A couple weeks ago, I posted 10 home updates that actually pay off and add value to your home, in terms of resale value. It ended up being a popular topic, so I figured it might be helpful to share the flip side of that post as well! Today, I’ve got 10 home updates to SKIP or be mindful of, based on return on investment (or ROI). If you’re not in your forever home and are planning to list your house someday, you might consider skipping these improvements or at the very least- understand that while these updates may bring you happiness, it’s a cost you should weigh. Click through to see which renovation projects won’t add value to your home when it comes time to sell.
The following is based on the average market and home buyer. Super high-end properties could be the exception, but these are general rules to keep in mind based on the National Association of Realtors studies. I’m not saying don’t make these updates… it’s your home and you get to decide how you want to update it, so you can enjoy it, but this is good info to know from an investment point-of-view. I feel like there is a common misconception that the money put into a home renovating, will come back out when it’s time to sell. Ready to dive in? Let’s do it!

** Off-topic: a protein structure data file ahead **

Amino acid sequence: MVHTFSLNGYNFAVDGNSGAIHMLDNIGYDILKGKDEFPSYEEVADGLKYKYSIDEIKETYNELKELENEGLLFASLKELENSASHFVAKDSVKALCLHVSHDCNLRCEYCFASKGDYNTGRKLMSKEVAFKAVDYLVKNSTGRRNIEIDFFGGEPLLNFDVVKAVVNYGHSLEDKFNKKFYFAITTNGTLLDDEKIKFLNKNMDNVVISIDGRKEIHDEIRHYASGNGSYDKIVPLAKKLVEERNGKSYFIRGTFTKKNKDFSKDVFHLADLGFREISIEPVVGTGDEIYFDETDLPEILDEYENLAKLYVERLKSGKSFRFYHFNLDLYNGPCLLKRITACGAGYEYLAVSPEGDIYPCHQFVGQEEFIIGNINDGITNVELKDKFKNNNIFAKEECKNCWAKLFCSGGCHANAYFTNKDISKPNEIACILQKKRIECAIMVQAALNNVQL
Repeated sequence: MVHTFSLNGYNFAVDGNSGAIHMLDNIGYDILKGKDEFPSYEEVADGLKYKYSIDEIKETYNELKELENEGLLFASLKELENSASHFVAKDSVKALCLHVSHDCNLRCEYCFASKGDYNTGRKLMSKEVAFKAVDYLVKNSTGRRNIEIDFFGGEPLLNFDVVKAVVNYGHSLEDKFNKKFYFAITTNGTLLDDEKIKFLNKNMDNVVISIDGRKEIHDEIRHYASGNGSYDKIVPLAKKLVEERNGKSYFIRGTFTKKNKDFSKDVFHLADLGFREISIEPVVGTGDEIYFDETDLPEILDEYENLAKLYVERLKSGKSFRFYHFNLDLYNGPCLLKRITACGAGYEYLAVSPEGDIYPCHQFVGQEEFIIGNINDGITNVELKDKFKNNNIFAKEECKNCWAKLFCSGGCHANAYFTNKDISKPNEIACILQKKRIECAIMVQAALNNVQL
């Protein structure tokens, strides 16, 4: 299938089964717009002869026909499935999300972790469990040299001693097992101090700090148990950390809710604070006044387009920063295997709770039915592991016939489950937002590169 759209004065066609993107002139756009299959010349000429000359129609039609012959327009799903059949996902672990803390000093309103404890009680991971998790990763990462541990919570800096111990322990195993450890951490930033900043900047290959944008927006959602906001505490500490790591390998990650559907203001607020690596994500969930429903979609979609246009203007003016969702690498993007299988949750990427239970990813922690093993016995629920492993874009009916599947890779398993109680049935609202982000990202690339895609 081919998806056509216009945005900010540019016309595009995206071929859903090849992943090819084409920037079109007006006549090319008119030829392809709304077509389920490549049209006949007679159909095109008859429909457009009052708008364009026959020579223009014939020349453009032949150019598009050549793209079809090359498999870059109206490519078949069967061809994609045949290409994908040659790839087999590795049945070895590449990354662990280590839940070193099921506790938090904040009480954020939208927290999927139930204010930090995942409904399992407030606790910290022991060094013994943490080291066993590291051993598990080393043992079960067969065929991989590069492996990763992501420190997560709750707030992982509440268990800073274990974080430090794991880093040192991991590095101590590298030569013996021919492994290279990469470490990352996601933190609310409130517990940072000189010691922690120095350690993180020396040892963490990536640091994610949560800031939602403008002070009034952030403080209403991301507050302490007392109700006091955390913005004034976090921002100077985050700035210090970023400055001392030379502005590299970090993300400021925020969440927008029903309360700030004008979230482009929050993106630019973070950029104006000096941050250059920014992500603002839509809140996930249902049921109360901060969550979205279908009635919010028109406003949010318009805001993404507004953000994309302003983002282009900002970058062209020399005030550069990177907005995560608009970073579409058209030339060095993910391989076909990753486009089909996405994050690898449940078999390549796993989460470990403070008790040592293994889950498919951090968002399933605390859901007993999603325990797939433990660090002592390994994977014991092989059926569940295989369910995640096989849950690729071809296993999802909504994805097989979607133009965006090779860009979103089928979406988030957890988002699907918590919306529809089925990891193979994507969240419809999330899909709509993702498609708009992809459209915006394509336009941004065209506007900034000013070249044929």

#1 // Hobby Specific Rooms
While hobby specific rooms sound great in theory… a custom craft room, state of the art home gym, or fancy wine cellar will not be a cost you’ll recoup. Potential buyers have a difficult time visualizing other uses for very specific, niche spaces. It’s best to keep extra rooms styled as bedrooms for the average home buyer.
#2 // Over Renovating
This is a tricky one…. Emmett and I were almost guilty of this while updating our previous home. We loved our location and wanted to add-on so badly, but it just wasn’t a smart financial decision, because we would basically be throwing our money away. Projects that are too costly for your location (overly high-end or customized) are not a good investment. It’s important to compare your home to others in your neighborhood, study comps, and set a specific budget for your renovation. Someone once told me, your home is only as valuable as its surroundings. That has definitely stuck with me!